Who is funding the study?
NHS Executive South East (UK).

Who is the main contact?
Jacoby Patterson
jacoby@ukgateway.net

Trial website

Contact information

Type

Scientific

Primary contact

Dr Jacoby Patterson

ORCID ID

Contact details

Health Services Research Unit
Institute of Health Sciences
Old Road
Headington
Oxford
OX3 7LF
United Kingdom
+44 (0)1865 226933
jacoby@ukgateway.net

Additional identifiers

EudraCT number

ClinicalTrials.gov number

Protocol/serial number

SEO013

Study information

Scientific title

Acronym

Study hypothesis

To investigate the effectiveness of a parent training programme delivered by health visitors in primary care; to quantify levels of behaviour problems among children aged 2-8 yrs in a community sample; quantify changes in behaviour over 12 months; assess the impact of the programme on the mothers' self-esteem, anxiety, depression & perceived stress of parenting

Ethics approval

Added 02/12/2013: Applied and Qualitative Research Ethics Committee (formerly NAPREC), 1999

Study design

Randomised controlled trial

Primary study design

Interventional

Secondary study design

Randomised controlled trial

Trial setting

GP practices

Trial type

Treatment

Patient information sheet

Not available in web format, please use the contact details below to request a patient information sheet

Condition

Mental and behavioural disorders: Behavioural disorders

Intervention

10 week parent-training programme (1 x 2 hr session/week) run by trained health visitor against control group receiving only usual health visitor advice available through GP practice

Intervention type

Other

Phase

Not Applicable

Drug names

Primary outcome measures

Children -Eyberg Child Behaviour Inventory, Goodman Strengths & Difficulties Questionnaire; Mothers -Abidin Parenting Stress Index, GHQ, Rosenberg Self-Esteem Scale

Secondary outcome measures

Not provided at time of registration

Overall trial start date

01/06/1999

Overall trial end date

28/02/2002

Reason abandoned

Eligibility

Participant inclusion criteria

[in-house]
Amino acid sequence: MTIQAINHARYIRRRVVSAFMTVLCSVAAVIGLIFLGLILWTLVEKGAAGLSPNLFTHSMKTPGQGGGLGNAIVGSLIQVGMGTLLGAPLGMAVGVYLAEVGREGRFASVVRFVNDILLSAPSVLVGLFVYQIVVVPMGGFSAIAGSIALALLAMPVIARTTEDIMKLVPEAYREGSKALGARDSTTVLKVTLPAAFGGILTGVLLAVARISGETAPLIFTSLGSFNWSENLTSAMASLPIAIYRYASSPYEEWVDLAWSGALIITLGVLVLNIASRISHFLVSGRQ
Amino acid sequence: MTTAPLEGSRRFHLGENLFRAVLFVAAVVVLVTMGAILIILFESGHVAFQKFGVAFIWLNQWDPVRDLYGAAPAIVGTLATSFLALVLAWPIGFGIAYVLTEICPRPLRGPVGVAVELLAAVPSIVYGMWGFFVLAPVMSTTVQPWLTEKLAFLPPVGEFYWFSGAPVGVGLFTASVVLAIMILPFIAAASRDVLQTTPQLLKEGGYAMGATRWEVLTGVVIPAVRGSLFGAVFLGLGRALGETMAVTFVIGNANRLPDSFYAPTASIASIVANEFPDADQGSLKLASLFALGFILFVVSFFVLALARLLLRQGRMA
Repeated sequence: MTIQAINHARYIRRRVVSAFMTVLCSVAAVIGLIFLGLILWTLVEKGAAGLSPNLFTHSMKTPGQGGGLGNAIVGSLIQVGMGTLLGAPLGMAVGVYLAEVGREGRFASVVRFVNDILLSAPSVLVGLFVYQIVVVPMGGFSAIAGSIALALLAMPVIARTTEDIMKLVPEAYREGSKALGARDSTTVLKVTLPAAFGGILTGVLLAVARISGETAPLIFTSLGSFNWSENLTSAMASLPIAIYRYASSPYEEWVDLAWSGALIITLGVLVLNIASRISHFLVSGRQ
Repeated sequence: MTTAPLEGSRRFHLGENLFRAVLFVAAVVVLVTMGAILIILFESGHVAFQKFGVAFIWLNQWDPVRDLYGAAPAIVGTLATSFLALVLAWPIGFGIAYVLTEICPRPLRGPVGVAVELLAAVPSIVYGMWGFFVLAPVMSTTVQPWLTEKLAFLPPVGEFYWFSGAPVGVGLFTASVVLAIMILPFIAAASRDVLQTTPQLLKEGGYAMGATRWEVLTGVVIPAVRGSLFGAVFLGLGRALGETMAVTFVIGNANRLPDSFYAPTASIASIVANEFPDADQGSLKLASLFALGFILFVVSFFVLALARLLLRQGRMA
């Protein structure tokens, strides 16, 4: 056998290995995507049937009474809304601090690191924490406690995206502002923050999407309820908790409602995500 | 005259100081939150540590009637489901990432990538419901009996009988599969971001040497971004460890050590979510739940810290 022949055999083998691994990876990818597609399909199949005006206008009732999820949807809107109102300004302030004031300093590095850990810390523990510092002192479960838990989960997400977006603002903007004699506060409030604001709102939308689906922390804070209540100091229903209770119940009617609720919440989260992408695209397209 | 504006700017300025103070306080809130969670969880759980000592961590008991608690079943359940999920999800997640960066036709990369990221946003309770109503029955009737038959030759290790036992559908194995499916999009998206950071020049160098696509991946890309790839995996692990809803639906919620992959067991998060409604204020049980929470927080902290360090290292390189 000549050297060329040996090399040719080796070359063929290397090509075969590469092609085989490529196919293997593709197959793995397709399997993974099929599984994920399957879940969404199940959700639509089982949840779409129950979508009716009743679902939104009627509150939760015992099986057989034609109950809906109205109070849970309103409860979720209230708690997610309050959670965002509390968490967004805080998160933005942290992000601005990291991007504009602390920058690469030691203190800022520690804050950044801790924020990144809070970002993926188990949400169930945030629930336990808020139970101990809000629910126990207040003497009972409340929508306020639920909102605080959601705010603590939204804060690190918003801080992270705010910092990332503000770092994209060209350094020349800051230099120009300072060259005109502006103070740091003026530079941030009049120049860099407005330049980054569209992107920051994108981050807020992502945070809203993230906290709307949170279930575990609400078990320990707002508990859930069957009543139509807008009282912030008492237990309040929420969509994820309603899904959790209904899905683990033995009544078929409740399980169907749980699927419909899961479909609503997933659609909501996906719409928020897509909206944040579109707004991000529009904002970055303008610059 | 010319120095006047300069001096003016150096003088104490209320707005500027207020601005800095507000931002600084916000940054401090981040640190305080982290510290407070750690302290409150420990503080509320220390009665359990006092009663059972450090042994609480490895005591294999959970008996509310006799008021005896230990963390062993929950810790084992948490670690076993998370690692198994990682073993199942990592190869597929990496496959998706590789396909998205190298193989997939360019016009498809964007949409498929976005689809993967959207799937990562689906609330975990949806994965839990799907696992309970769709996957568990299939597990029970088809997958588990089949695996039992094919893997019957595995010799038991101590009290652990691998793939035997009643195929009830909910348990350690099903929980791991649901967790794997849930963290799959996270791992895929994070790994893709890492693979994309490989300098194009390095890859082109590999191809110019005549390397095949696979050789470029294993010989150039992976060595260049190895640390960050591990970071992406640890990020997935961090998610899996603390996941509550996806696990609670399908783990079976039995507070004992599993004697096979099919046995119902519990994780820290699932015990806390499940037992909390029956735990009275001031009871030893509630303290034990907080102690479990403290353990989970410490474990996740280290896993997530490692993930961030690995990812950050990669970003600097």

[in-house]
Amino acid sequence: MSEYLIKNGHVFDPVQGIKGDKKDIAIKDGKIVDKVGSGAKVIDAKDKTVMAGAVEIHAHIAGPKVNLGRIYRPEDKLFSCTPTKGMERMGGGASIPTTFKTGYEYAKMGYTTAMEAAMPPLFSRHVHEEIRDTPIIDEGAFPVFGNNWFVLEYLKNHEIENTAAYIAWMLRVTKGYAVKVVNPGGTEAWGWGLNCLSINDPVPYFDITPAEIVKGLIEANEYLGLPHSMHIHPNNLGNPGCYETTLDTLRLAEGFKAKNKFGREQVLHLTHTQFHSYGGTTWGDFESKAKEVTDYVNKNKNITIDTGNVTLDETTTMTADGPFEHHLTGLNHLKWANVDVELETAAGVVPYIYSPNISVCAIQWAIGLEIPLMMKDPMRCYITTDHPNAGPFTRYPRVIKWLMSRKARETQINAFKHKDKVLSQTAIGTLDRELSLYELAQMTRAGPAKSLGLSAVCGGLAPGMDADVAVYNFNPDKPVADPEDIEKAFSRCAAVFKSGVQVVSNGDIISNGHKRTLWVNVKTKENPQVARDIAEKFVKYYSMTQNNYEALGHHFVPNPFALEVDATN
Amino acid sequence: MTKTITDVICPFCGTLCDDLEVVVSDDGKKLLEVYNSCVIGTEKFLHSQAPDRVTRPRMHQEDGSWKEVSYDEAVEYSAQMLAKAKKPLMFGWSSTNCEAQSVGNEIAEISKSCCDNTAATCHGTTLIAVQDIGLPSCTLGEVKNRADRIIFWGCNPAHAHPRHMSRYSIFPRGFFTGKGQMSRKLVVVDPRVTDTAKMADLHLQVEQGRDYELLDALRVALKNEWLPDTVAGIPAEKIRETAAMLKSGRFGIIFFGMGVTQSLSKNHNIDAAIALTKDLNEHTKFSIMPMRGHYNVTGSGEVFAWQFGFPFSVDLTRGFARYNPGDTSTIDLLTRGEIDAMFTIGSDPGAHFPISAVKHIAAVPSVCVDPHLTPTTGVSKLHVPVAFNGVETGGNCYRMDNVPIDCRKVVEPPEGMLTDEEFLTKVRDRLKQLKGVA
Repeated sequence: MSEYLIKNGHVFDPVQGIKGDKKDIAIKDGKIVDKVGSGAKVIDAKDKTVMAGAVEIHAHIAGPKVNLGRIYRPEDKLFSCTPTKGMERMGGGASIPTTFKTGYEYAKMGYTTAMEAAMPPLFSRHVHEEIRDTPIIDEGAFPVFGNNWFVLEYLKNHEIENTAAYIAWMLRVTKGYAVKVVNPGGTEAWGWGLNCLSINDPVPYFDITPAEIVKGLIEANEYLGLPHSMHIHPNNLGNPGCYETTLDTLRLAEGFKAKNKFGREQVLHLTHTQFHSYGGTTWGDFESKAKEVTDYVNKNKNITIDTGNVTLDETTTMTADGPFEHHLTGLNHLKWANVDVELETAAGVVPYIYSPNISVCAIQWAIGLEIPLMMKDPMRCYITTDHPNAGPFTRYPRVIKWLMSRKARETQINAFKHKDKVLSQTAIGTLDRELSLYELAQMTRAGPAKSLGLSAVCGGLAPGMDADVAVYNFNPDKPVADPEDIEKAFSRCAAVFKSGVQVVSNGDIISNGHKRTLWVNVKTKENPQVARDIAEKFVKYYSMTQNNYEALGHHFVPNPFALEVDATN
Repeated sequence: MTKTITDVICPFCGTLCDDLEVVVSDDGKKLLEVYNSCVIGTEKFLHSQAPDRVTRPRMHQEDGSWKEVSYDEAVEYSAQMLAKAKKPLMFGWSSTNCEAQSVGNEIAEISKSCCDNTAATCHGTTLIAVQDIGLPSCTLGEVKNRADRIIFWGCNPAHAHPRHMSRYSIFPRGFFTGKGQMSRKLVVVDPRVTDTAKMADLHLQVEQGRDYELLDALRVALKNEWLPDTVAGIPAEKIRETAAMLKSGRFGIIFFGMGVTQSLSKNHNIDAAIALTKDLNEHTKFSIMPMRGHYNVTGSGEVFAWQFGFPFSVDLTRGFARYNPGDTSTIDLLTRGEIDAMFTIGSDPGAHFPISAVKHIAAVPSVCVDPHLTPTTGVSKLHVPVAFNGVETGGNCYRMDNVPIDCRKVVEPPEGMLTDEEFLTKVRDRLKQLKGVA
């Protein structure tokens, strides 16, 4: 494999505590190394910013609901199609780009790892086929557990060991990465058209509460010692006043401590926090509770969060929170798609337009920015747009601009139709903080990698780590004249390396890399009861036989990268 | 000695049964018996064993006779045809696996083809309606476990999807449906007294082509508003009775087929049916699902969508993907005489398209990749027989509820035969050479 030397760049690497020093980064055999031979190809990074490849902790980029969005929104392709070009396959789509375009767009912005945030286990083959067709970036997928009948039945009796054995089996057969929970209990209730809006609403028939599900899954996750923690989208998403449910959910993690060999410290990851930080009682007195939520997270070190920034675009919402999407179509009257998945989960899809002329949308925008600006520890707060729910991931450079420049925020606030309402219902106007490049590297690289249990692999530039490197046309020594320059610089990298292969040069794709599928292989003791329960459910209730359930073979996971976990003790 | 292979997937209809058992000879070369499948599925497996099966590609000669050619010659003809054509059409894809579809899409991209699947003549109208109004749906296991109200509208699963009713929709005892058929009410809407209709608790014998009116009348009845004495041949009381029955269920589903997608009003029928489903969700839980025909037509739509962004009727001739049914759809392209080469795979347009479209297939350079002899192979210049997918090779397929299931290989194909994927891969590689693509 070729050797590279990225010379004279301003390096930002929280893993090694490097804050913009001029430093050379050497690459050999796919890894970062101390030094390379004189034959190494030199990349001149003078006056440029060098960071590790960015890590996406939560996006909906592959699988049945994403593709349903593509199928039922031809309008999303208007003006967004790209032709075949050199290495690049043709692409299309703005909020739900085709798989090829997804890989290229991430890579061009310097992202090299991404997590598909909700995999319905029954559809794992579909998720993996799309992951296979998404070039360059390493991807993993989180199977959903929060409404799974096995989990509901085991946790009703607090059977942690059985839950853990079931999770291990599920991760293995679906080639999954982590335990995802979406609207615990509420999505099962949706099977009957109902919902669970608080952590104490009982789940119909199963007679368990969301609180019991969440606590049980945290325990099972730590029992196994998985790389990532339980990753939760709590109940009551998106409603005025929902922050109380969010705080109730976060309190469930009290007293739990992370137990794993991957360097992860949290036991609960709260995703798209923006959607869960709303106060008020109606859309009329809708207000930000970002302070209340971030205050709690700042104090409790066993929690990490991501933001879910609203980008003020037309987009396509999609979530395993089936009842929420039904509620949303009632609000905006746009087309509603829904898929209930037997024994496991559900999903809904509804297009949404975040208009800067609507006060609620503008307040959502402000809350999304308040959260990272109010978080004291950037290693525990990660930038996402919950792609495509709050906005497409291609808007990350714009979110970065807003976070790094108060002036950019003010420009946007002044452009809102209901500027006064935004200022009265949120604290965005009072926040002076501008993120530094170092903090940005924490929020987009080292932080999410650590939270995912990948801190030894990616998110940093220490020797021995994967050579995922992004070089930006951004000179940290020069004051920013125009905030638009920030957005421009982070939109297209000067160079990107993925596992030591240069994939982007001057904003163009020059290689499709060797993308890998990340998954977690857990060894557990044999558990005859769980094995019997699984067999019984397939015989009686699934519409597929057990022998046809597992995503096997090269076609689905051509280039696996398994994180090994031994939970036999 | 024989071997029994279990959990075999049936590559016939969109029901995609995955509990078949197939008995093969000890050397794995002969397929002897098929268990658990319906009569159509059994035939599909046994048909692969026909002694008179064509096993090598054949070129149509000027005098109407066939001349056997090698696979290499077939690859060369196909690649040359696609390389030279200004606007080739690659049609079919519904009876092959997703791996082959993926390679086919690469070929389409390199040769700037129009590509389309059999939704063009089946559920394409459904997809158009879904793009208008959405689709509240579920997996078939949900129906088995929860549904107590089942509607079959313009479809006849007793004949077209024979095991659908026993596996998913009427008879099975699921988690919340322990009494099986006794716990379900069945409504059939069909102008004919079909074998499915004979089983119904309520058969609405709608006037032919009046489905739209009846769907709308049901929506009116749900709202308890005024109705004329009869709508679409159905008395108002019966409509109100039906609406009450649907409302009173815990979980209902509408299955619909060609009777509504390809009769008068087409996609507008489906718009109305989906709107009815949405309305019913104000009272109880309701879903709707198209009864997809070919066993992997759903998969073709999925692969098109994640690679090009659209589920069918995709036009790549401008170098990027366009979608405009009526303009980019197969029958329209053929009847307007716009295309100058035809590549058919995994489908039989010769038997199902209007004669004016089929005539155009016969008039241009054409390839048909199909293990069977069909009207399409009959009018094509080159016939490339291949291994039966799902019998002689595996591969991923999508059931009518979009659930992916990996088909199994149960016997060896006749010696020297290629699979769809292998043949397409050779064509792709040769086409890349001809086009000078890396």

60 parents registered at Bury-Knowle GP surgery, with children aged between 2 and 8 years and scoring more than 1 standard deviation away from population normal on Eyberg Child Behaviour Inventory

Participant type

Patient

Age group

Child

Gender

Both

Target number of participants

60

Participant exclusion criteria

Children already receiving treatment for behaviour problems, with severe learning difficulties or autism. Parents with learning difficulties

Recruitment start date

01/06/1999

Recruitment end date

28/02/2002

Locations

Countries of recruitment

United Kingdom

Trial participating centre

Health Services Research Unit
Oxford
OX3 7LF
United Kingdom

Sponsor information

Organisation

NHS R&D Regional Programme Register - Department of Health (UK)

Sponsor details

The Department of Health
Richmond House
79 Whitehall
London
SW1A 2NL
United Kingdom
+44 (0)20 7307 2622
dhmail@doh.gsi.org.uk

Sponsor type

Government

Website

http://www.doh.gov.uk

Funders

Funder type

Government

Funder name

NHS Executive South East (UK)

Alternative name(s)

Funding Body Type

Funding Body Subtype

Location

Results and Publications

Publication and dissemination plan

Not provided at time of registration

Intention to publish date

Participant level data

Not provided at time of registration

Results - basic reporting

Publication summary

2004 results in: http://www.ncbi.nlm.nih.gov/pubmed/15155394

Publication citations

  1. Results

    Stewart-Brown S, Patterson J, Mockford C, Barlow J, Klimes I, Pyper C, Impact of a general practice based group parenting programme: quantitative and qualitative results from a controlled trial at 12 months., Arch. Dis. Child., 2004, 89, 6, 519-525.

Additional files

Editorial Notes